Gardening on the Wild Side

This purpletop verbena, a native to Brazil, is a great first-season plant when establishing a nature-based garden (here it grows as an annual). Learn other tips for embracing wilder looks in Kelly Norris’ new book. Photography: Kelly Norris

Kelly Norris. Portrait by Ivory House Photography.

With the growing season upon us, it’s time to rethink our relationship with our yards. That’s the message of Des Moines-based garden expert and author Kelly Norris in “New Naturalism: Designing and Planting a Resilient, Ecologically Vibrant Home Garden” (Cool Springs Press; $30).

In the book, Norris presents a nature-based approach to landscaping, where inspiration comes from biodiverse spaces such as prairies, woodlands, streams and meadows rather than highly manicured traditional landscapes and mass swaths of turf.

Throughout the book, which Norris calls a “conversation between gardeners,” inspirational imagery highlights wild gardens in numerous countries and climates. Flip through the 208 pages to explore lush courtyards, reinvented rose gardens, blooming sidewalk borders, and shady backyard retreats. On a practical level, discover tricks to creating a layered layout and picking palettes found in nature. Norris also provides plant recommendations for different growing scenarios and climate zones.

The Local Landscape

“Iowa is one of most ecologically disturbed in country,” Norris said in an interview. “Yet the average Iowan is less removed from the land than somebody in Baltimore or D.C. Our cultural conversation is closer to the land.”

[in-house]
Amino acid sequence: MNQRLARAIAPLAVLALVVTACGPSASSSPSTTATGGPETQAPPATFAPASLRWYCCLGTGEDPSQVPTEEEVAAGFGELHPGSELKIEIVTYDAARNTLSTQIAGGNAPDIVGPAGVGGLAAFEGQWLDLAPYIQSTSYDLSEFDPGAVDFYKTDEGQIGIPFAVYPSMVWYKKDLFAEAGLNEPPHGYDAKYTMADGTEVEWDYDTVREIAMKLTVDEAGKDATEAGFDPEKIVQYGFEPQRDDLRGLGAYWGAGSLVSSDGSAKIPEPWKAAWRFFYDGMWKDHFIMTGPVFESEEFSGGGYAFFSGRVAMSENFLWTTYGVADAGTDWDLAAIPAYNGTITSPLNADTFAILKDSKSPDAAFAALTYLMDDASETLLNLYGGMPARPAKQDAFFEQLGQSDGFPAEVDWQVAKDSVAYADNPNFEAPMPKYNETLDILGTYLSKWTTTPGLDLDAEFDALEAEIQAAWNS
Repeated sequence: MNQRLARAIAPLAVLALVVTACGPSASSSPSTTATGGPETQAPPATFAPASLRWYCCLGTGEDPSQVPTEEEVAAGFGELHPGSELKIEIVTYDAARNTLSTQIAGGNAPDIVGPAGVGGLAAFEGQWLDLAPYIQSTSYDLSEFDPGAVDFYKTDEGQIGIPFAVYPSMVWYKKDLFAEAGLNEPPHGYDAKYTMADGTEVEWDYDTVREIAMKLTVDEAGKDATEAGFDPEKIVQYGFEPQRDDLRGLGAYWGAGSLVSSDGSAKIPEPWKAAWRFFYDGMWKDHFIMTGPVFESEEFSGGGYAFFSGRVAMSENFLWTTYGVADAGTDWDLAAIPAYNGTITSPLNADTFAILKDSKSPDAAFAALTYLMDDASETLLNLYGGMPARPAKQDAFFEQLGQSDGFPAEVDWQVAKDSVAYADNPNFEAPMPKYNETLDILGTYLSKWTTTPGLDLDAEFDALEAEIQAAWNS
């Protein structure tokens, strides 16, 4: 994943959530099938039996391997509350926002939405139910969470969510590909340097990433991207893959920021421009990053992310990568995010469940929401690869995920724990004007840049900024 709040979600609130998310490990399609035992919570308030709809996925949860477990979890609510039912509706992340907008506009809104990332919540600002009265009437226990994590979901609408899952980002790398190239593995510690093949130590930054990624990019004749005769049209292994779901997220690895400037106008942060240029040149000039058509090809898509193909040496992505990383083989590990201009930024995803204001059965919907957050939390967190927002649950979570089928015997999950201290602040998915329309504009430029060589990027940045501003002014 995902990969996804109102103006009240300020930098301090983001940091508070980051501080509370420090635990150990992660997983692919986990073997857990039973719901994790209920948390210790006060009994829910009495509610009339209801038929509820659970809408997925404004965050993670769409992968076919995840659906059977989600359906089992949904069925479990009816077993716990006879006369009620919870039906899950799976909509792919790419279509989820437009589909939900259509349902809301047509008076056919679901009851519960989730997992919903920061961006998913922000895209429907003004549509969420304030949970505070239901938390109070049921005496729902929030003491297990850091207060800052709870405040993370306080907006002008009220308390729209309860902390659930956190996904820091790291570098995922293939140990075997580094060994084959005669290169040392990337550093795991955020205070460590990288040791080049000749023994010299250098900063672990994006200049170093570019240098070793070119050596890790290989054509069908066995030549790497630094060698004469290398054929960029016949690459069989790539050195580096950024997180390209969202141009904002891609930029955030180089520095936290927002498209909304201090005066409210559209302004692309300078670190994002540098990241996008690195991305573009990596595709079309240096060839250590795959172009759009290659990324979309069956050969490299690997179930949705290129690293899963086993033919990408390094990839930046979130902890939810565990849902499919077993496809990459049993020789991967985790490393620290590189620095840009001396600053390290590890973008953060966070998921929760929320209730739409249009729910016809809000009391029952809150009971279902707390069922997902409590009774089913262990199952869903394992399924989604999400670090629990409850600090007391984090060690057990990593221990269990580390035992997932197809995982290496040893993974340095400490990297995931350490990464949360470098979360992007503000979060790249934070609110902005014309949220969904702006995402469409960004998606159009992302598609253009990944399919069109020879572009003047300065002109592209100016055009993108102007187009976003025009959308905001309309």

For inspiration for your own yard, Norris suggested exploring local prairies and parks such as Rock Creek State Park in Grinnell, Ledges State Park (“Iowa’s botanical treasure chest”) near Boone, and Rolling Thunder Prairie in Warren County. He recommended touring the Greater Des Moines Botanical Garden to see horticulture ecology in practice.

The greater lesson to having a garden that’s less “put together” is finding communities of plants that self-perpetuate, he said. Rather than making plant choices on a superficial level, think about how the selections contribute to the environment.

Norris suggested starting in a small area or pocket and seeking out native plant species: “Something is better than nothing. … I really believe most people’s gardens aren’t as far off as people think.”

For starters, try edibles (a huge trend) and species that are havens for bees and butterflies. To find local varieties, shop Ion Exchange in northeast Iowa (they offer planting kits such as rain gardens and butterfly and hummingbird selections), Busy Bee Garden Center in Indianola, and Prairie Moon Nursery, a Minnesota mail order company with loads of wildflowers.

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